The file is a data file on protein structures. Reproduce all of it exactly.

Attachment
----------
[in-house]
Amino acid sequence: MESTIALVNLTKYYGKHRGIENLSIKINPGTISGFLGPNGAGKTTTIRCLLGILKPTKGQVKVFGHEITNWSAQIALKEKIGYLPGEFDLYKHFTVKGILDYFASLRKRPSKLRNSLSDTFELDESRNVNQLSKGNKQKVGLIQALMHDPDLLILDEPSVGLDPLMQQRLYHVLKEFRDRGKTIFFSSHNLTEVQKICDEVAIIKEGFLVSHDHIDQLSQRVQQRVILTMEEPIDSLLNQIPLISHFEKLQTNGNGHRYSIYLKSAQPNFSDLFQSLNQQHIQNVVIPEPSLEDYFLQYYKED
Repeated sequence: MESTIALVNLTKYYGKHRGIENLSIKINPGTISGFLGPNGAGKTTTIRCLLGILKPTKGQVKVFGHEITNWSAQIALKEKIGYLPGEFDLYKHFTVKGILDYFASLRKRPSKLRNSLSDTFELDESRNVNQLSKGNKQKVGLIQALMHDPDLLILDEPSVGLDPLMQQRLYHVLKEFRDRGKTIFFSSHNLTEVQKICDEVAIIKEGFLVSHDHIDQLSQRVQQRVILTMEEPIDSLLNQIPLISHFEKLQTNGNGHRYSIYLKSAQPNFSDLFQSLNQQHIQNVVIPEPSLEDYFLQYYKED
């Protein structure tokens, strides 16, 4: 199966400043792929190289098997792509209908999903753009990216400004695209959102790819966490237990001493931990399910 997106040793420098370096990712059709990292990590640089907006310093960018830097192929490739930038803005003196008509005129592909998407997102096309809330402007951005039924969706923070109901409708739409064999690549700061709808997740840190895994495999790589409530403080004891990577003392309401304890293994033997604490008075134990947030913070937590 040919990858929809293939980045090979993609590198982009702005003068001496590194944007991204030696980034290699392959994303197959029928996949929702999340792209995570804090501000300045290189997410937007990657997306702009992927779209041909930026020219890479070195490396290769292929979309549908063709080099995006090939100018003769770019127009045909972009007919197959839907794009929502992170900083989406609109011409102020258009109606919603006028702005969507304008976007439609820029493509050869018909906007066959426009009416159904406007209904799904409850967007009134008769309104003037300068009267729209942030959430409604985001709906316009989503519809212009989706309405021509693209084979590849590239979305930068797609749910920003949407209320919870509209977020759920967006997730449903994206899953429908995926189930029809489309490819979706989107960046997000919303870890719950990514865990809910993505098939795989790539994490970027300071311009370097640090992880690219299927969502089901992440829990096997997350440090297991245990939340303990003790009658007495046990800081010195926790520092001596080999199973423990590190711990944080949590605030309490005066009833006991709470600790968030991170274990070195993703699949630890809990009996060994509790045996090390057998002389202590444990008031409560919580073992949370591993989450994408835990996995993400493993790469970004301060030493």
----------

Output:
[in-house]
Amino acid sequence: MESTIALVNLTKYYGKHRGIENLSIKINPGTISGFLGPNGAGKTTTIRCLLGILKPTKGQVKVFGHEITNWSAQIALKEKIGYLPGEFDLYKHFTVKGILDYFASLRKRPSKLRNSLSDTFELDESRNVNQLSKGNKQKVGLIQALMHDPDLLILDEPSVGLDPLMQQRLYHVLKEFRDRGKTIFFSSHNLTEVQKICDEVAIIKEGFLVSHDHIDQLSQRVQQRVILTMEEPIDSLLNQIPLISHFEKLQTNGNGHRYSIYLKSAQPNFSDLFQSLNQQHIQNVVIPEPSLEDYFLQYYKED
Repeated sequence: MESTIALVNLTKYYGKHRGIENLSIKINPGTISGFLGPNGAGKTTTIRCLLGILKPTKGQVKVFGHEITNWSAQIALKEKIGYLPGEFDLYKHFTVKGILDYFASLRKRPSKLRNSLSDTFELDESRNVNQLSKGNKQKVGLIQALMHDPDLLILDEPSVGLDPLMQQRLYHVLKEFRDRGKTIFFSSHNLTEVQKICDEVAIIKEGFLVSHDHIDQLSQRVQQRVILTMEEPIDSLLNQIPLISHFEKLQTNGNGHRYSIYLKSAQPNFSDLFQSLNQQHIQNVVIPEPSLEDYFLQYYKED
């Protein structure tokens, strides 16, 4: 199966400043792929190289098997792509209908999903753009990216400004695209959102790819966490237990001493931990399910 997106040793420098370096990712059709990292990590640089907006310093960018830097192929490739930038803005003196008509005129592909998407997102096309809330402007951005039924969706923070109901409708739409064999690549700061709808997740840190895994495999790589409530403080004891990577003392309401304890293994033997604490008075134990947030913070937590 040919990858929809293939980045090979993609590198982009702005003068001496590194944007991204030696980034290699392959994303197959029928996949929702999340792209995570804090501000300045290189997410937007990657997306702009992927779209041909930026020219890479070195490396290769292929979309549908063709080099995006090939100018003769770019127009045909972009007919197959839907794009929502992170900083989406609109011409102020258009109606919603006028702005969507304008976007439609820029493509050869018909906007066959426009009416159904406007209904799904409850967007009134008769309104003037300068009267729209942030959430409604985001709906316009989503519809212009989706309405021509693209084979590849590239979305930068797609749910920003949407209320919870509209977020759920967006997730449903994206899953429908995926189930029809489309490819979706989107960046997000919303870890719950990514865990809910993505098939795989790539994490970027300071311009370097640090992880690219299927969502089901992440829990096997997350440090297991245990939340303990003790009658007495046990800081010195926790520092001596080999199973423990590190711990944080949590605030309490005066009833006991709470600790968030991170274990070195993703699949630890809990009996060994509790045996090390057998002389202590444990008031409560919580073992949370591993989450994408835990996995993400493993790469970004301060030493």